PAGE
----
Sunday, February 21, 2016

WIR 2/21/16

In last week's review, Mister Furkles asked:

Would you have not represented a client with novels like Father Andrew Greeley's?

I'm assuming this question was about my statement that I wouldn't work in the Christian market since I don't know enough about it.

Here's a link for  those of you who don't know the books of Father AndrewGreeley. I read the mysteries he wrote in the '80s starting with  The Cardinal Sins. These books were not "Christian fiction" although they did involve a cast of characters who were ordained clergy. These books were published and sold as mystery novels.

Christian fiction has certain parameters that involve redemption and faith. I think another requirement is that Christianity be seen in a positive light only. (Again, I'm not well-versed on this) I haven't read Father Greeley's novels in more than two dozen years but just glancing at the description, I'd say his novels really don't qualify as Christian fiction. 

If you disagree or have a more informed opinion on this, I'll be glad to hear it. 

The answer to your question however is no, I wouldn't have taken those books on, but not because they are Christian fiction. I don't take on any books about the Church. As a side note, I was both astonished and delighted to find one of the priests of my parish was a devoted fan of Charlaine Harris, and quite agog that I'd met her. The priest was an amazing guy, from Poland, now here, and reading genre fiction in English.

On Monday the blog came in two parts: (1) The Quiz (2) The answers

In the comment trail to blog post one mhleader said
Personally, I'd go with CHOICE #2 for all three scenarios. I'd make it a limited-time request (one week? two at most). I'd IMMEDIATELY email the other agents, explain that I have an offer for representation, and give them (slightly less) time to respond if they are also interested. (So, if I ask agent #1 for 2 weeks to think about it and investigate, I'd give the other agents with full mss. maybe 10 days.)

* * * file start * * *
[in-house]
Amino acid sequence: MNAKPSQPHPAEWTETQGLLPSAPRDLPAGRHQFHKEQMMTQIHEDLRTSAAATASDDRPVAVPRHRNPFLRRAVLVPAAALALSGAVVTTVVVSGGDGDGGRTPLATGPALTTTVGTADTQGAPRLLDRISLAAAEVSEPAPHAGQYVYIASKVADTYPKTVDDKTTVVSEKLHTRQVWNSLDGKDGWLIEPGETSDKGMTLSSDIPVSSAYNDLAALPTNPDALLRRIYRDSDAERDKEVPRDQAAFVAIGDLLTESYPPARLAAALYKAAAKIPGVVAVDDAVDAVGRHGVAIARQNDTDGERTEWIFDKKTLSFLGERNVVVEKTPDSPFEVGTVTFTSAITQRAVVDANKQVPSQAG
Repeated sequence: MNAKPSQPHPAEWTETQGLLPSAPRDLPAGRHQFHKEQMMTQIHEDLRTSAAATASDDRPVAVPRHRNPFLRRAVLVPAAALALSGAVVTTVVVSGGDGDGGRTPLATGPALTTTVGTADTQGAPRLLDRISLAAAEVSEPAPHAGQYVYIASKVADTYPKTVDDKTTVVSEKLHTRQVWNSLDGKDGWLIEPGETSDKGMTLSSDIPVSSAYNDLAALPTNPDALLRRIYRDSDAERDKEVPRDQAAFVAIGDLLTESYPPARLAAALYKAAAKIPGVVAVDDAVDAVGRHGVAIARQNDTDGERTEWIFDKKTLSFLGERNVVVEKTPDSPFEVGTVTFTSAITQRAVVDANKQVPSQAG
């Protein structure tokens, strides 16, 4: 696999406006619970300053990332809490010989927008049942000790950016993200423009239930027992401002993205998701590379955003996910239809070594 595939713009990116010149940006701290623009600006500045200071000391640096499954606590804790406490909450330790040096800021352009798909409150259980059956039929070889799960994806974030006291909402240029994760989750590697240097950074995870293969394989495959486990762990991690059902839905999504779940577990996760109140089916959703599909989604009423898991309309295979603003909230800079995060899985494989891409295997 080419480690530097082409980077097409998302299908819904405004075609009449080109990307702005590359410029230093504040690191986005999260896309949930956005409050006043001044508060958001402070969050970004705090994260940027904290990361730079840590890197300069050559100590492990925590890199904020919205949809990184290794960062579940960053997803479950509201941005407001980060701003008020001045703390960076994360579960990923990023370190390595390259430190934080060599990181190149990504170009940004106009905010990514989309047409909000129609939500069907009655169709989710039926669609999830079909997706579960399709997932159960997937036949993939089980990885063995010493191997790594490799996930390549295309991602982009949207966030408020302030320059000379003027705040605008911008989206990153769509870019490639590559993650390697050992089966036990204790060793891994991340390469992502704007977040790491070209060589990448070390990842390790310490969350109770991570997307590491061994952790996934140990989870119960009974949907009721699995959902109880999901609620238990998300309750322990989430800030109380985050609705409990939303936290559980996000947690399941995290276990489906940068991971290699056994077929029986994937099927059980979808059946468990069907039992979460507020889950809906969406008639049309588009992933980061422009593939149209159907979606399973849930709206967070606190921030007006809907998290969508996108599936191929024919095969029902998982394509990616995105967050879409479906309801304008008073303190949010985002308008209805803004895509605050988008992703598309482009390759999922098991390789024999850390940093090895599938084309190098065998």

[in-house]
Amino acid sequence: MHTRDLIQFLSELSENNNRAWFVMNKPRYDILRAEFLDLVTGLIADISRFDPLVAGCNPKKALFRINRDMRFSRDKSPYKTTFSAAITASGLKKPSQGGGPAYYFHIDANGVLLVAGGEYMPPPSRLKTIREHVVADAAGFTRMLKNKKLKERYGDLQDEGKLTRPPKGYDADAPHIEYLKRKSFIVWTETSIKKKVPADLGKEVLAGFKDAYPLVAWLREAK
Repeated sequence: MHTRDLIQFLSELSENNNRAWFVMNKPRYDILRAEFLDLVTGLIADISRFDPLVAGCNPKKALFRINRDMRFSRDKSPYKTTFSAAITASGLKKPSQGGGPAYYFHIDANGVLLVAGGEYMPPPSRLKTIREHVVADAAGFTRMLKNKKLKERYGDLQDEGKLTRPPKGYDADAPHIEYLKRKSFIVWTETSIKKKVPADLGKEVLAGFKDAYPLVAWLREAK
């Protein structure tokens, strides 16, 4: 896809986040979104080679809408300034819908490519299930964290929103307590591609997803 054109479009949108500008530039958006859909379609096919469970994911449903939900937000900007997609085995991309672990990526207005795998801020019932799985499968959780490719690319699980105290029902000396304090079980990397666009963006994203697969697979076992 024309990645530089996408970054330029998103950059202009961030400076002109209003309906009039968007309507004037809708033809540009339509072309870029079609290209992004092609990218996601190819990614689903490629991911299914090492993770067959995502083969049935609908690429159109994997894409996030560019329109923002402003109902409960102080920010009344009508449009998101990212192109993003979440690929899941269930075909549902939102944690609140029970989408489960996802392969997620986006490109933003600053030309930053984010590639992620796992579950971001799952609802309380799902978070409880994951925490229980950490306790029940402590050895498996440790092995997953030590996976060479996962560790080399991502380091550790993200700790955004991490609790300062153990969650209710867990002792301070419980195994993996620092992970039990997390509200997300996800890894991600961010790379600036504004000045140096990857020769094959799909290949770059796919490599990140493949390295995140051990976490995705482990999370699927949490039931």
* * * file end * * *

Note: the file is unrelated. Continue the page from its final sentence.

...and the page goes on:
I should remind everyone that an offer (at least from me) is good for about a week. That means you give the other agents about five days to read.

There's a reason for this: I don't want to sit around while a potential client shops my offer for more interest and more agents in the scrum. My assumption when you query me is that if I offer, you want me as your agent. I understand you've done multiple submissions and support that. I hope you get multiple offers too.

I've seen authors query additional agents with "hey I have an offer but I didn't get a chance to query you yet so can you get back to me in a week" leaving the agent who offered (and read the manuscript in a timely manner) sitting around tiddling her winks.

If an author says two weeks, I say "you've got one" and if the author says "I need two" I say "you've got one" and if the author then says "well, I still need two" I say "the offer expires in a week. Use that information as you will."

And just so you know: that happens with offers from publishers as well. When I get an offer for a book I have time to notify the other editors, but it's days not weeks and if the other editors don't get back to me in time, it's toodle-loo.

Hermina Boyle asked:
1) Wouldn't you be telling agents at the 'sending out full manuscript' stage that you are sending fulls out to other agents?

a) Wouldn't some agents prefer to have an exclusive review and would pass on your manuscript if they knew it would be considered by other agents?